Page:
“Blackberry Canes,” Liahona, March 2016, 44
Blackberries grow like weeds on the western coast of Canada. The plants sprout and grow everywhere and will take over everything they can reach—fields, sidewalks, roads, and beaches are lined with blackberry cane. In the fall neighbors work together to pick berries to use in their homes.
As I joined in picking blackberries one year, I was determined that not only would I pick enough to make jam for myself and my family, but I would also make extra to give to the sisters I visit teach. The best place to pick blackberries in my neighborhood was down by the elementary school, where pathways and fields are lined with brambles reaching eight feet (2.4 m) high. I had already been there picking the week before, and I knew many others had already gone there as well, so it was likely that there wouldn’t be much fruit left.
As I prepared to pick berries again, I thought I would try picking in a different place. Out my kitchen window I could see a vacant lot next to the street. Hardly anyone went by there, and canes were spreading out over an acre of land. Surely there would be lots of fruit where no one had picked. I put my buckets in the back of the car and headed over.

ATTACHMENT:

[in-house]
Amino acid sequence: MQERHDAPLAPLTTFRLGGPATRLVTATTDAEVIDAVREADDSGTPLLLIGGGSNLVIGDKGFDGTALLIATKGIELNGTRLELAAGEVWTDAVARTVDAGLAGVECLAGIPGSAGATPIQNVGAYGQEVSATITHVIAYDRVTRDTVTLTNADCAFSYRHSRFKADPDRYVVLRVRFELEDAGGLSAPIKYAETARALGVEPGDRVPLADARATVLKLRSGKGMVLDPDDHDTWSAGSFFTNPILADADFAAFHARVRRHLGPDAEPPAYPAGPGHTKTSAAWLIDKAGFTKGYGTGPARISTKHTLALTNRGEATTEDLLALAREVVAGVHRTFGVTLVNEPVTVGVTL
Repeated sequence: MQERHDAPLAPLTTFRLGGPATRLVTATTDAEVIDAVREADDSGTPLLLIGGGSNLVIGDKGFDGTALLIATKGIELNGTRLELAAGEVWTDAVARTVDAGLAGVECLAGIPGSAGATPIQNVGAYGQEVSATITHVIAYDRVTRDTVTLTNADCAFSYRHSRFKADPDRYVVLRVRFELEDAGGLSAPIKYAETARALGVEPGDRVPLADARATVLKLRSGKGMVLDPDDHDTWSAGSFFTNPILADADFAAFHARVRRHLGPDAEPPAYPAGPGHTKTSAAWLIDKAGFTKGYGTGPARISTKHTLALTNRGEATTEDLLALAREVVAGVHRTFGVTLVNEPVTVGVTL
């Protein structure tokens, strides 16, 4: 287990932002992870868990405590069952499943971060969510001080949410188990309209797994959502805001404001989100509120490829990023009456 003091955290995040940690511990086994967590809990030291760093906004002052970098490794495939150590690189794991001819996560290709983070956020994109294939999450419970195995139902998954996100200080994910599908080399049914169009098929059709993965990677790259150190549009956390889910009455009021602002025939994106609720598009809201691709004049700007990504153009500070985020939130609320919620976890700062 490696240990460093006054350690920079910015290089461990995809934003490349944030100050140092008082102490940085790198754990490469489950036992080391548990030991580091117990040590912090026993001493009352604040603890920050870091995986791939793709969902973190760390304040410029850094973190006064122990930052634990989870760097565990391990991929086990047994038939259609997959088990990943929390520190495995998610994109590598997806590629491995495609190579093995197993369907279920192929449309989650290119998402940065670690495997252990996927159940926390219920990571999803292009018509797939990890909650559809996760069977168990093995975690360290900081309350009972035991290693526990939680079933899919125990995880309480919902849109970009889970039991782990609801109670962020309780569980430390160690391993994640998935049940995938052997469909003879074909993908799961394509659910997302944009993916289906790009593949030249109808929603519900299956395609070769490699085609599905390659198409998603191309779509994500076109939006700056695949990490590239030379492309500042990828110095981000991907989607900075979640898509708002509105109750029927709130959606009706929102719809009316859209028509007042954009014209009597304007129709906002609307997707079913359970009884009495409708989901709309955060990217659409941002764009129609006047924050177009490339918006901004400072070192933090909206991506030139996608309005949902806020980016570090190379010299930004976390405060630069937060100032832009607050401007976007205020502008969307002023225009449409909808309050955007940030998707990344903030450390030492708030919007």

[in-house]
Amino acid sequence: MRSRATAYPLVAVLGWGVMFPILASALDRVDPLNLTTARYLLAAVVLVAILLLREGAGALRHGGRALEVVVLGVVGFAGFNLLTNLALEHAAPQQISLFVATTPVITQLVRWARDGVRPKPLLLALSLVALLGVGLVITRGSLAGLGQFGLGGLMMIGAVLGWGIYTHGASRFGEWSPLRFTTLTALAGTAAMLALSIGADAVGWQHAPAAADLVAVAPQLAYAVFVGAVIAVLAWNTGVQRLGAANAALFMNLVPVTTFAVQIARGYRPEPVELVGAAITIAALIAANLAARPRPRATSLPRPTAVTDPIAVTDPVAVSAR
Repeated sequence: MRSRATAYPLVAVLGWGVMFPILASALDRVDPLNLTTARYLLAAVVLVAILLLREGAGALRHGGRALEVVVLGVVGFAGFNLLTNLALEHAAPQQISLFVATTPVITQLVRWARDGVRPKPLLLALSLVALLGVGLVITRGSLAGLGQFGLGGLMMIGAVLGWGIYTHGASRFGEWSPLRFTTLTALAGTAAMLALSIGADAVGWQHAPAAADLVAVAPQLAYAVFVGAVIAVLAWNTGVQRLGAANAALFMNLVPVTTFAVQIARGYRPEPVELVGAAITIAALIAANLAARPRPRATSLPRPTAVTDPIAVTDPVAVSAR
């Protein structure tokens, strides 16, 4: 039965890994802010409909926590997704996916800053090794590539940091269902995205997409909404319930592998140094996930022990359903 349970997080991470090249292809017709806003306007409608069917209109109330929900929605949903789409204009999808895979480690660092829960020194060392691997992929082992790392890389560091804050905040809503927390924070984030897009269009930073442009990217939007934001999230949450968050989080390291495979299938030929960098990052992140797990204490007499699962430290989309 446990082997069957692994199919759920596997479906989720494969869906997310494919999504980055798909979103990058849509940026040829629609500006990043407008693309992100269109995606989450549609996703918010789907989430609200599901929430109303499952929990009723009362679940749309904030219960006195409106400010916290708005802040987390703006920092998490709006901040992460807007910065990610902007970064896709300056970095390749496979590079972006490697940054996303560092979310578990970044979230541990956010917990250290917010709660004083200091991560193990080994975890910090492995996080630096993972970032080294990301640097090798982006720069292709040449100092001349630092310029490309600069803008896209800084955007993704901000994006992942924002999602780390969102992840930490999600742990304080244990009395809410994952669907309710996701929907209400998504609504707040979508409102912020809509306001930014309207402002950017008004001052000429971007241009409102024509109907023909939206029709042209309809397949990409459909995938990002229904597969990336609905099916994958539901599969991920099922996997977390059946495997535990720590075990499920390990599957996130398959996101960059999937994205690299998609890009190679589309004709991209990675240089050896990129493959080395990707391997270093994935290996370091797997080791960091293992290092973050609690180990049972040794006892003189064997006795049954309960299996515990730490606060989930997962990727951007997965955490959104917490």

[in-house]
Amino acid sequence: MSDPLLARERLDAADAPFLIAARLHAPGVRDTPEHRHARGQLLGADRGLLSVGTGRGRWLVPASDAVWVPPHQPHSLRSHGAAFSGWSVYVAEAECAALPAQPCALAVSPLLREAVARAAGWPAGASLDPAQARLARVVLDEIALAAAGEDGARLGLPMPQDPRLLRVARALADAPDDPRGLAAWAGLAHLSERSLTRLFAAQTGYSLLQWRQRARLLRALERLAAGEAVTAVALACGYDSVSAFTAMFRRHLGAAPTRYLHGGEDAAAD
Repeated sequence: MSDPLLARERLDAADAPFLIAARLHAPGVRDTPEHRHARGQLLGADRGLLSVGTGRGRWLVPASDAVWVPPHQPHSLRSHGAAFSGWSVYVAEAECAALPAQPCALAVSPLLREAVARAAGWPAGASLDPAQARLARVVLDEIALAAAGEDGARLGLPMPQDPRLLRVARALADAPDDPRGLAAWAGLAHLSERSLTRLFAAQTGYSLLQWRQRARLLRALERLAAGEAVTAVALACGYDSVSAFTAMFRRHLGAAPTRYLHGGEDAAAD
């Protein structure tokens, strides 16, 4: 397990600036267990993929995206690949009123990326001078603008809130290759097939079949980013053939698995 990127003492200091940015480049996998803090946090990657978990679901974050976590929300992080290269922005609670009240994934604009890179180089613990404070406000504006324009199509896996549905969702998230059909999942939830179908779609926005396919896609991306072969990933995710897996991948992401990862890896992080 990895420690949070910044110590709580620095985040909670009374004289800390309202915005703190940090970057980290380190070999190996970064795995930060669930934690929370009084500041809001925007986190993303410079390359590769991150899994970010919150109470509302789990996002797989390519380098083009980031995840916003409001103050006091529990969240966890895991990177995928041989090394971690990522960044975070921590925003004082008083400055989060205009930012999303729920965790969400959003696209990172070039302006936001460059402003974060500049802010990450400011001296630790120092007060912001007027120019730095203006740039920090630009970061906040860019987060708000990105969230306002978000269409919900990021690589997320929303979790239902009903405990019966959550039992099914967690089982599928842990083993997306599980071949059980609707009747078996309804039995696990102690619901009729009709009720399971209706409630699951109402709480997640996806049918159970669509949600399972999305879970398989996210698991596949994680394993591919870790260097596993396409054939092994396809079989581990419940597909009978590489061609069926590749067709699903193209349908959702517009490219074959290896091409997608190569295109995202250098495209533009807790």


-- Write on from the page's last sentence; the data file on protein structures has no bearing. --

Soon I was hot, scratched, and perplexed as I stood in the middle of the acre of brambles. The canes were barren, full of thorns but without any sign of flowers or fruit. I had found exactly three berries in all that land, and I couldn’t understand why. My jam jars, however, still needed to be filled, so I headed over to the school to see if any fruit was left there.
When I got to the school fields, I found even more berries than I needed and more still ripening, even though many people had already picked there. I suddenly recognized what had happened: blackberry canes produce much more when their fruit is picked. Because our neighborhood had shared this patch for years, the canes responded with crops year after year. Where the canes had not been used, they had remained dry and fruitless. Through sharing that blackberry patch over the years, we had created abundance—there was more fruit than all of us collectively needed.
This experience reminded me of how tithes and fast offerings work. The Lord has promised us that when we pay tithing, He will open “the windows of heaven, and pour [us] out a blessing that there shall not be room enough to receive it” (3 Nephi 24:10). In sharing what we have through inspired programs of the Church, we create temporal and spiritual abundance for our families, our communities, and ourselves.